And now, a few words about the Detroit Lions.
Defective. Terrible. Putrescent.
The Lions are woeful. They are worse than the Chiefs, worse than the Rams, worse than the Bengals. They are worse than the 2007 Dolphins, worse than the 2001 Panthers, worse than the 2000 Chargers. They are worse than disco, worse than mood rings and worse than spoiled milk.
Ah, but here is the question.
Counting today only, are they worse than the 2008 Bucs?
You are concerned about the lowly Lions, aren't you? You are aware that, in the NFL, a pretty good football team is perfectly capable of tripping over a dormant one. You understand that following the NFL eventually leads to heartbreak.
Can these Lions (0-10) beat the Bucs? Maybe.
Can these Bucs beat themselves? Certainly.
You have seen it before. Tampa Bay will be puttering along in a perfectly fine season, and as you begin to ponder the postseason, they will find a way to lose to a team that has spent the season wandering around in circles.
Remember the game in San Francisco last year? The Bucs were 9-5 and playing against a 4-10 49ers team that was down to a quarterback named Shaun Hill. And the 49ers won. Remember the '05 game, also in San Francisco, when the 5-1 Bucs lost to the 1-5 49ers?
It happens. Every now and then, there is a team that can pull a better team down into the muck. As former University of Texas coach Darrell Royal once said of an opponent, "They're like a bunch of cockroaches. The problem isn't what they eat and tote off. It's what they fall into and mess up."
Which brings us to the Lions, who are 28th in offense and 31st in defense and haven't been on local television since McHale's Navy. How can the Bucs possibly lose to these guys?
Oh, there are ways.
• For one thing, the Lions beat the Bucs last year.
If you recall, losing that game took some doing, too. The Bucs gained 422 yards. But they fumbled twice, and they started slowly, and they gave up big plays. Those are the things that could beat them today, too.
To date, these Bucs are almost identical to last year's Bucs. Fortunately, compared to these Lions, last year's Lions were the '85 Bears.
• For another, the Bucs' ground game is running with a limp.
After losing tailback Earnest Graham for the season, the Bucs are down to Warrick Dunn and questions about Cadillac Williams' knee and Clifton Smith's hands. That's going to make it harder to take advantage of a Lions' run defense that has allowed a league-worst 5.1 yards per carry.
• For another, it's a road game.
Who knows? Perhaps the Bucs are afraid of hotels. Perhaps they miss the kids. For whatever reason, they haven't been nearly the same team on the road. They're 2-3 this year (5-0 at home). Since 2004, the Bucs are 14-25. They've only won two of their past 11 games on turf.
• Does anyone remember Kansas City 24, Tampa Bay 3?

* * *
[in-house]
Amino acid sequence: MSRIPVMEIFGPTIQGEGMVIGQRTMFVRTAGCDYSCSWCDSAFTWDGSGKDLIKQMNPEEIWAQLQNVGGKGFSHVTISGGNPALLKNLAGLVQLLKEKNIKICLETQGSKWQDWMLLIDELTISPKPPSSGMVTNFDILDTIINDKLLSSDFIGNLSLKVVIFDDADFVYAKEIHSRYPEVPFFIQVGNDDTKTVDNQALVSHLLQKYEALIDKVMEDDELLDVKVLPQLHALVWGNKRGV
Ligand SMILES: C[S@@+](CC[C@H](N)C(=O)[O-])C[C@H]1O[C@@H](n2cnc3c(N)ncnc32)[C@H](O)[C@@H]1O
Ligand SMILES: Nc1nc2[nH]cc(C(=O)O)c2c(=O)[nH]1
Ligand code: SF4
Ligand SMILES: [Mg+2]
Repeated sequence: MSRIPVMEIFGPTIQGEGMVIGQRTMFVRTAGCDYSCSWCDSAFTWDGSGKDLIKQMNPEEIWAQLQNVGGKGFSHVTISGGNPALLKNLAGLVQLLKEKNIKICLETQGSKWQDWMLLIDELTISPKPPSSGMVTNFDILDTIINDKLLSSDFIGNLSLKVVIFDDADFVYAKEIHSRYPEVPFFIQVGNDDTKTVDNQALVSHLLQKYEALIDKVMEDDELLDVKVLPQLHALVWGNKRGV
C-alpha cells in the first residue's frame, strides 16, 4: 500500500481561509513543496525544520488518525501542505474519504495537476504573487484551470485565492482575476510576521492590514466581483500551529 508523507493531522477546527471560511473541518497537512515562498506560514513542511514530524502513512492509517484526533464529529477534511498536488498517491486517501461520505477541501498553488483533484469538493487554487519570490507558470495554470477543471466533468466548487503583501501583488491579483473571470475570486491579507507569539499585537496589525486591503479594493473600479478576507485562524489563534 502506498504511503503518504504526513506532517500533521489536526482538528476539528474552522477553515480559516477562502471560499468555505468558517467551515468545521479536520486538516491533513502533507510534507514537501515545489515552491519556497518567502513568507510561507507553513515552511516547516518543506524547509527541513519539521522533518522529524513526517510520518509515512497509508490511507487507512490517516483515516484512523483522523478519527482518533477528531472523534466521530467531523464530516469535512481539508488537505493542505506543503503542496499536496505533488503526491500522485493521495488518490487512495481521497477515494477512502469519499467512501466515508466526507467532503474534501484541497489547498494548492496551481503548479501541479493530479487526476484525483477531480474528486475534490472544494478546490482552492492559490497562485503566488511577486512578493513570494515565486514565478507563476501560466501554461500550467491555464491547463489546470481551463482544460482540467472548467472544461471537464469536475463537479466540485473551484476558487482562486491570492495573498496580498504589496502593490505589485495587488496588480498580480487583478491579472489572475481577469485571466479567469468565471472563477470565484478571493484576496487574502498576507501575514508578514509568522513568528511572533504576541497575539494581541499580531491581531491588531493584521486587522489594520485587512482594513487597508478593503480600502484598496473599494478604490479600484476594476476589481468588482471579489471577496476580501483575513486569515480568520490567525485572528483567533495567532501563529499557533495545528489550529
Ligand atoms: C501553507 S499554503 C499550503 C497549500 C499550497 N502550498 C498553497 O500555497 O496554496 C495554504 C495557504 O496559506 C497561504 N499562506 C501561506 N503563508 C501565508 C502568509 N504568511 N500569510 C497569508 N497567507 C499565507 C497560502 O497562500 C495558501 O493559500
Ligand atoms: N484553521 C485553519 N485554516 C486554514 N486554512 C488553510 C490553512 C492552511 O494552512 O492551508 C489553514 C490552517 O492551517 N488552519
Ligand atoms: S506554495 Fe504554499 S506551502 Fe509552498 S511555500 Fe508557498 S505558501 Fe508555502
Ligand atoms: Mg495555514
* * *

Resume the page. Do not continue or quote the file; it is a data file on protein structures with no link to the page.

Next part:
It was only two weeks ago, against a similar team from the neighboring dregs, that the Bucs fell three touchdowns behind while on the road. Put it this way: If NFL teams had homecoming games, the Lions would want to schedule the Chiefs.
Yeah, the Bucs dug themselves out of a hole in that one with a franchise-best comeback for a win. But it says something that Tampa Bay played badly enough to get so far behind, doesn't it?
• Perhaps today's game will be attended by alumni of the 1942 Lions, who finished 0-11 and want to see their record preserved.
• Consider the Minnesota barometer.
Yeah, the Bucs feel pretty good about beating Minnesota 19-13 last week. On the other hand, the Lions had the Vikings beaten, too, until a shaky pass interference call gave Minnesota 42 yards and set it up for a winning field goal in Week 6.
As bad as they have been, in other words, the Lions could have won a game here or there. That's the thing about the NFL. Even the worst teams usually win a game or two. And for the Lions, who don't play a team with a losing record the rest of the way, this could be as good a shot as any.
• Today is the Lions' two-month anniversary of Matt Millen's firing. The numbness should be wearing off by now.
• There is no motivation quite like desperation.
If nothing else, Daunte Culpepper can throw the ball a long way. If nothing else, Calvin Johnson can get to the other side of it.
If you remember the Kansas City game, the big play is the great equalizer. And while the Bucs defense has been good this year, it has surrendered a few big plays. This time last year, the Bucs had given up only 14 pass completions of 20 yards or longer. This year, that number is up to 22.
Will the Bucs lose this game? Probably not. Are they capable of making you fling the remote along the way? Of course they are.
Fortunately, it will probably be more accurate than anything Culpepper throws.